Writers block. It’s when you want to write something but nothing comes. It happens to all of us from time to time and we have different ways of dealing with it. You put the pen down or you close the computer. You go for a walk then you come back and start again. We are all inspired by things around us, or things we read or see. Usually that works but sometimes it’s still a blank page looking at you. It’s a writer’s block and we try again another day. It never lasts for too long, hopefully.
This got me thinking about people around the world, mainly women, who want to speak or write about things that are important to them but are forbidden to do so. That is a different kind of block. If they dare to speak or write, they risk facing all kinds of censorship or barbaric punishment.
Maybe the next time I complain about writers block I will just write about those brave women who fearlessly do it without thought to their own safety. I’m sure they have plenty to say.
It was not until this morning that I realized I had completely forgotten to post my Daily Haiku yesterday on August 10th. My mind has been full with other things lately and it just slipped my mind. It has only happened twice in over three years.
As it happened it would have been my late mother’s birthday and I did think about her throughout the day. Didn’t remember the Haiku, but remembered her fondly. So here is a Senryu in remembrance of her and others we have all lost along the way.
I have chosen a Swan as the image. It was her favorite bird.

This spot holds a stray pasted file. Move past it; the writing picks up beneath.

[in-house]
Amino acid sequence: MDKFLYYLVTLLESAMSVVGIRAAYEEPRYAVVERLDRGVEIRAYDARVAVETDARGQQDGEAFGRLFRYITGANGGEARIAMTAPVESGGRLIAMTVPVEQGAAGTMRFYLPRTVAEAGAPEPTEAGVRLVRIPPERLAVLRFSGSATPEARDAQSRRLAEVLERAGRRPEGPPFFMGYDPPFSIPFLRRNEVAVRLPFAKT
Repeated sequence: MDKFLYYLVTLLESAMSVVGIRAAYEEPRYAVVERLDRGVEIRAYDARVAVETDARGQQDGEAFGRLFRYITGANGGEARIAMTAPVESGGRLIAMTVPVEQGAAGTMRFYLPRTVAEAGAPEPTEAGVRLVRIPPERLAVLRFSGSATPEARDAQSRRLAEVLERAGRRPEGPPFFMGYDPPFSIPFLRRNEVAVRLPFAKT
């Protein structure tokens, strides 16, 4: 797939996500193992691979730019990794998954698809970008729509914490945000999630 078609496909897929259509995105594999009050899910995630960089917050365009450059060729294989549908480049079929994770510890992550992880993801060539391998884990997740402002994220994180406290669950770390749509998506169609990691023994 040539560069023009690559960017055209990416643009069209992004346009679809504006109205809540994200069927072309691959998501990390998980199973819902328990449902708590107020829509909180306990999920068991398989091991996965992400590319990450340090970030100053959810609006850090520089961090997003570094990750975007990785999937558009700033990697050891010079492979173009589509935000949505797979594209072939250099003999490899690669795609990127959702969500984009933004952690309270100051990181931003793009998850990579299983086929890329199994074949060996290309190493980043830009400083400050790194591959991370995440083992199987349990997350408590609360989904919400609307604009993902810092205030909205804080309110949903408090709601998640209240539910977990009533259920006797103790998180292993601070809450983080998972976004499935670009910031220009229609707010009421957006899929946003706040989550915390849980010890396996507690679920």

August here in the south is so hot you can fry an egg on the hood of your car. The sun burns your shoulders while you hurry from the car to the store and are grateful for some cool air conditioning relief. The humidity is so high you sweat buckets.
It is the season for hurricanes so we are stocking up on bottled water, batteries and other necessary supplies to sustain us and keep us safe. In the event we find ourselves in the of path of a monster, we will have to ‘hunker down’ as is the language of the storm watchers. We are always thankful for the generator we purchased a few years ago and have not yet had to use, and we will worry once more about whether or not we should have invested in hurricane shutters. We will know by November’s end if we won that gamble or not.
The names of the storms become so familiar, creeping into our everyday conversations as if they are real people living with us. For years after we refer to them as if they were distant relatives who had come to stay for a while. They were either good houseguests or not depending on the damage left behind.
I was born right around the summer solstice. I truly am a summer child and come to life each year when the days are longer and filled with sunshine. Overcast days leave me moody and sometimes give me a headache. As I was born and raised in London there were many rainy, grey days which only made us appreciate the sunshine all the more. Even my favorite Shakespeare play is A Midsummer Night’s Dream!
Now, later in life, I live in Florida where it is sunny every day and the weather is never cold. Yes, it rains, but it is warm rain that you can walk in and we always have an abundance of pretty clouds. You could say I am in my element and I am where I was meant to be.